Segmented
Learners on the academic performance of the learners.

II. Review of Related Literature


Just as everyone has a unique fingerprint, each learner has an
individual style of learning. Not all students in a classroom learn a subject in

the same way or share the same level of ability. Differentiated instruction is a
method of designing and delivering instruction to best reach each student.
Carol Ann Tomlinson is a leader in the area of differentiated learning and
professor of educational leadership, foundations and policy at the University
of Virginia. Tomlinson describes differentiated instruction as factoring
students individual learning styles and levels of readiness first before
designing a lesson plan. Research on the effectiveness of differentiation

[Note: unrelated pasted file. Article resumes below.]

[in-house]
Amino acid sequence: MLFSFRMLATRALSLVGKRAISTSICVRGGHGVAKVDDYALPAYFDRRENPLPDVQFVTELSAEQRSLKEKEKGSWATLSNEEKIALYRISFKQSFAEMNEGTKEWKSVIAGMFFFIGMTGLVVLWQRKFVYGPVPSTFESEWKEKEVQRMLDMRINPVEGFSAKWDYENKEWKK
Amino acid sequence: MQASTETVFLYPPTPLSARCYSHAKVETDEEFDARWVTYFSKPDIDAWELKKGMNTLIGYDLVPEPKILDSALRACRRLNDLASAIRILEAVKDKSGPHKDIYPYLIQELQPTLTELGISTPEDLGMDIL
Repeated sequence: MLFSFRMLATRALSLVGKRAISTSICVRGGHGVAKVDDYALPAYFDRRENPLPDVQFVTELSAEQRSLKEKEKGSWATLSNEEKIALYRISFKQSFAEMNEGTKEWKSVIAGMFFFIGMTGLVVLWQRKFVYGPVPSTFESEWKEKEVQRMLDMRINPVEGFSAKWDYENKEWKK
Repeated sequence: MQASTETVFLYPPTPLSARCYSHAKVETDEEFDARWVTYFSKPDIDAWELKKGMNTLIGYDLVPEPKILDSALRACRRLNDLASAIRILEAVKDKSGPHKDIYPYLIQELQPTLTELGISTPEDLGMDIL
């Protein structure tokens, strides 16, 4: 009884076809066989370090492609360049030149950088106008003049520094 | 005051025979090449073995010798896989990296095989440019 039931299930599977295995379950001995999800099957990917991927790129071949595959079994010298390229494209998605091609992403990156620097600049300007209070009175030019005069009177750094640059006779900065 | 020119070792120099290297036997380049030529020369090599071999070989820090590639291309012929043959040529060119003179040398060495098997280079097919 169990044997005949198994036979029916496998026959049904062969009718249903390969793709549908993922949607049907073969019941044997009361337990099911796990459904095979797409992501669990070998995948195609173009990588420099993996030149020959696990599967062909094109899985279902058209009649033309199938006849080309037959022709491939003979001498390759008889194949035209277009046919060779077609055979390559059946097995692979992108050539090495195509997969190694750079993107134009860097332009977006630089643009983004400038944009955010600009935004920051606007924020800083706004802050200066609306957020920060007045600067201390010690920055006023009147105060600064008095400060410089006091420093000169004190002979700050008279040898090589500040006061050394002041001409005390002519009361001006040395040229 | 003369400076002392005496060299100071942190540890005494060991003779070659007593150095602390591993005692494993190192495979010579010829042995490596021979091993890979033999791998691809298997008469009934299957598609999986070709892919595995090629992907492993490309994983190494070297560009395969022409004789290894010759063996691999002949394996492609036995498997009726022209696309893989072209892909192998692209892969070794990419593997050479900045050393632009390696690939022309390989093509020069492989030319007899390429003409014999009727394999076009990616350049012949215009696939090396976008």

shows this method benefits a wide range of students, from those with
learning disabilities to those who are considered high ability.
Differentiating instruction may mean teaching the same material to all students
using a variety of instructional strategies, or it may require the teacher to deliver lessons
at varying levels of difficulty based on the ability of each student. Formative assessment
is an essential ingredient of this method.
Teachers who practice differentiation in the classroom may:

Design lessons based on students learning styles.

Group students by shared interest, topic or ability for assignments.

Assess students learning using formative assessment.

Manage the classroom to create a safe and supportive environment.

Continually assess and adjust lesson content to meet students needs.

It makes sense to provide different avenues of learning for students to reach the
same destination. Research by educator Leslie Owen Wilson supports differentiating
instruction within the classroom. Wilson found lecture is the least effective instructional
strategy, with only 5 to 10 percent retention after 24 hours. Engaging in a discussion,